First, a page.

In an interview with Total Telecom, Sanjay Khatri said that consumers were struggling with the “grudging reality” of data collection surrounding Iot devices
Operators must do more to increase the levels of trust consumers have in Internet of Things technology, according to a new report by Cisco.
Speaking exclusively to Total Telecom, Sanjay Khatri, global director of product marketing at Cisco, said that while consumers showed good levels of engagement with IoT technology, they had serious reservations about the way in which their data was being collected, stored and processed.
"Despite a good amount of awareness in the consumer side and a reasonable amount of awareness on the public side, the trust factor in the general public [for IoT technology] is very low.
In terms of trusting whether the data being collected is being stored securely, we are seeing extremely low levels of trust [from the consumer]. Only 9% of people surveyed have a high level of trust that their data is secure. Only 14% believe that companies do a good job of informing them of what data is being collected and how it is being used," he said.
This is what Cisco refer to as "the IoT value / trust paradox". Despite having a good awareness of the perceived value of IoT, consumers’ trust levels are very, very low.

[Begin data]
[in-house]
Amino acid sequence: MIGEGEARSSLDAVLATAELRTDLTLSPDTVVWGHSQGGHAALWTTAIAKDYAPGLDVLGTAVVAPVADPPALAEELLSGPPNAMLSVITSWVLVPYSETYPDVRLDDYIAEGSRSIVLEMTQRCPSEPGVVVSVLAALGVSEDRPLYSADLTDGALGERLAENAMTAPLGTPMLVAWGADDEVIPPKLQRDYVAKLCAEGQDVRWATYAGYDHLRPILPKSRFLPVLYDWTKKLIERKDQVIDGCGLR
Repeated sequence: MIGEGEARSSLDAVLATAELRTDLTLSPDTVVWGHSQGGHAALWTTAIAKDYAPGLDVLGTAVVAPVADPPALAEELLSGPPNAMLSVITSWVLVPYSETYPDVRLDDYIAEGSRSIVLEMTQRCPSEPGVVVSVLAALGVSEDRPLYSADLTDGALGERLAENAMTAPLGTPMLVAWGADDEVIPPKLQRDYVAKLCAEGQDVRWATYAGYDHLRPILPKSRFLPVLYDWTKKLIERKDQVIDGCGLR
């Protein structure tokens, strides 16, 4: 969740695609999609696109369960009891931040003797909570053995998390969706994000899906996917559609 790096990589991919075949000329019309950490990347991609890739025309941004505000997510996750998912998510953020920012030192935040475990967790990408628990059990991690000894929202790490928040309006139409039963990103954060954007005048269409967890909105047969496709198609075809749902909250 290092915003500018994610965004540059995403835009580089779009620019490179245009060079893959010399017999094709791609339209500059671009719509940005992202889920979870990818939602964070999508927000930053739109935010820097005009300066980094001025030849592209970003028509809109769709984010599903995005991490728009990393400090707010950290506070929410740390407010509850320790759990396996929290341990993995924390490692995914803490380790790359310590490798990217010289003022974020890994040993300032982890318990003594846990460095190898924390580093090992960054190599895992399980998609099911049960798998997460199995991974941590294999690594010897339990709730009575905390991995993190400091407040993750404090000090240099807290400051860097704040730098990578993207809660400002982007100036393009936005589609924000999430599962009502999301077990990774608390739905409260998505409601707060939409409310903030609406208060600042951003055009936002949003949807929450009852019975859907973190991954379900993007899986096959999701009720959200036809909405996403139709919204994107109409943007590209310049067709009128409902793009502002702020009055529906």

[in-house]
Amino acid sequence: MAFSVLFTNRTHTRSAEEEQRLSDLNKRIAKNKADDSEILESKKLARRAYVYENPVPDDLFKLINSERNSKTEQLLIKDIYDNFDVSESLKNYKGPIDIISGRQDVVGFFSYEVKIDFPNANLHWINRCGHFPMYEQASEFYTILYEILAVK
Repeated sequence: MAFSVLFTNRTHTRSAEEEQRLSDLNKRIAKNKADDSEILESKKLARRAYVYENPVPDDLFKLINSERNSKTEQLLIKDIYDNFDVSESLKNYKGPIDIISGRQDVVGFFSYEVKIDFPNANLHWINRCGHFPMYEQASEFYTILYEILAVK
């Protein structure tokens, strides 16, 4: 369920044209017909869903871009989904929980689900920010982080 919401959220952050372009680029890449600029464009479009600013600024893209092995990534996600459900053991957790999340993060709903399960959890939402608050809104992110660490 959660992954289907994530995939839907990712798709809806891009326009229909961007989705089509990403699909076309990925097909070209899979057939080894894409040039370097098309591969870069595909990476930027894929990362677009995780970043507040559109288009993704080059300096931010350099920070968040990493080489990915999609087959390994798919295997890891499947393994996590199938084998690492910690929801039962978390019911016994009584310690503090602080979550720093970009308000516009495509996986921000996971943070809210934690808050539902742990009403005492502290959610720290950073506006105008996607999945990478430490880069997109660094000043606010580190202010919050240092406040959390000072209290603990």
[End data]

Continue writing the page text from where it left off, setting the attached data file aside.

Despite this lack of trust, there is no sign of consumers disengaging with their connected devices, as Khatri explains.
"We have reached the point of no return really because, despite this lack of trust, consumers are so invested in the convenience of their connected devices that they are not willing to disconnect. It would be akin to asking people to go back to just using their landline telephones.
The idea that there is going to be this level of engagement and that level of data collection by the corporations is a reality, but it’s a kind of grudging reality that consumers are facing," he said.
The Cisco report surveyed 3000 consumers, with the intention of providing businesses with actionable insights into how to increase consumer confidence in, and adoption of, IoT services.
While the survey reveals that consumers are willing to accept risk and trade off value for trust, they do so reluctantly. The consumers’ desire for transparency into how their data is being used remains a key factor. Companies that can resolve the paradox for their customers will have the opportunity to accelerate and sustain the growth of their IoT businesses.
“As more companies build their businesses around IoT services, they need to first understand the importance of educating customers on how they are using their data to deliver new, valuable services that will enhance their lives,” said Macario Namie, head of IoT Strategy at Cisco. “Consumers are asking for more visibility into IoT data practices, and to increase transparency around your IoT data governance and management, you first need to be able to determine who gets what data, where and when. Today’s IoT platforms solve for this problem and can give you the ability to enhance consumer confidence and trust, which can lead to greater adoption of your IoT services.”